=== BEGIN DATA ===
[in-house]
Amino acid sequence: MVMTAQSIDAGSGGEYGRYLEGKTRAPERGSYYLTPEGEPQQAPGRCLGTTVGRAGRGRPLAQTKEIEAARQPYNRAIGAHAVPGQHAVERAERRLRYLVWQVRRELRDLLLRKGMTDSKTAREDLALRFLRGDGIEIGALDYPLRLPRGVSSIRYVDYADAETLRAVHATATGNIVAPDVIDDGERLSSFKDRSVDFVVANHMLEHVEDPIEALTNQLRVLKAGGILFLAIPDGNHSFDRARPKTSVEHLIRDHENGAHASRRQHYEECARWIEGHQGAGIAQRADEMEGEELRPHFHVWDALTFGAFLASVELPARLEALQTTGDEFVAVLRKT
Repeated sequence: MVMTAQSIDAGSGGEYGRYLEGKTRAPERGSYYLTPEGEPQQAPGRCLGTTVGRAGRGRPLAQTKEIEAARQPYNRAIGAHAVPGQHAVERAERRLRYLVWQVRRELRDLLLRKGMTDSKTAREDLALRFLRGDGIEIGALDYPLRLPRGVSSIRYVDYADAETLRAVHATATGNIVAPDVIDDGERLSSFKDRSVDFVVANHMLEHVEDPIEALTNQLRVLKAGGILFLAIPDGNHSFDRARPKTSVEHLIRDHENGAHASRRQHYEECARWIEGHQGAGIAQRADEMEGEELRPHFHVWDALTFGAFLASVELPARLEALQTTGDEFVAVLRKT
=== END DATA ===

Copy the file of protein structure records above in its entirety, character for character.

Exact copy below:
[in-house]
Amino acid sequence: MVMTAQSIDAGSGGEYGRYLEGKTRAPERGSYYLTPEGEPQQAPGRCLGTTVGRAGRGRPLAQTKEIEAARQPYNRAIGAHAVPGQHAVERAERRLRYLVWQVRRELRDLLLRKGMTDSKTAREDLALRFLRGDGIEIGALDYPLRLPRGVSSIRYVDYADAETLRAVHATATGNIVAPDVIDDGERLSSFKDRSVDFVVANHMLEHVEDPIEALTNQLRVLKAGGILFLAIPDGNHSFDRARPKTSVEHLIRDHENGAHASRRQHYEECARWIEGHQGAGIAQRADEMEGEELRPHFHVWDALTFGAFLASVELPARLEALQTTGDEFVAVLRKT
Repeated sequence: MVMTAQSIDAGSGGEYGRYLEGKTRAPERGSYYLTPEGEPQQAPGRCLGTTVGRAGRGRPLAQTKEIEAARQPYNRAIGAHAVPGQHAVERAERRLRYLVWQVRRELRDLLLRKGMTDSKTAREDLALRFLRGDGIEIGALDYPLRLPRGVSSIRYVDYADAETLRAVHATATGNIVAPDVIDDGERLSSFKDRSVDFVVANHMLEHVEDPIEALTNQLRVLKAGGILFLAIPDGNHSFDRARPKTSVEHLIRDHENGAHASRRQHYEECARWIEGHQGAGIAQRADEMEGEELRPHFHVWDALTFGAFLASVELPARLEALQTTGDEFVAVLRKT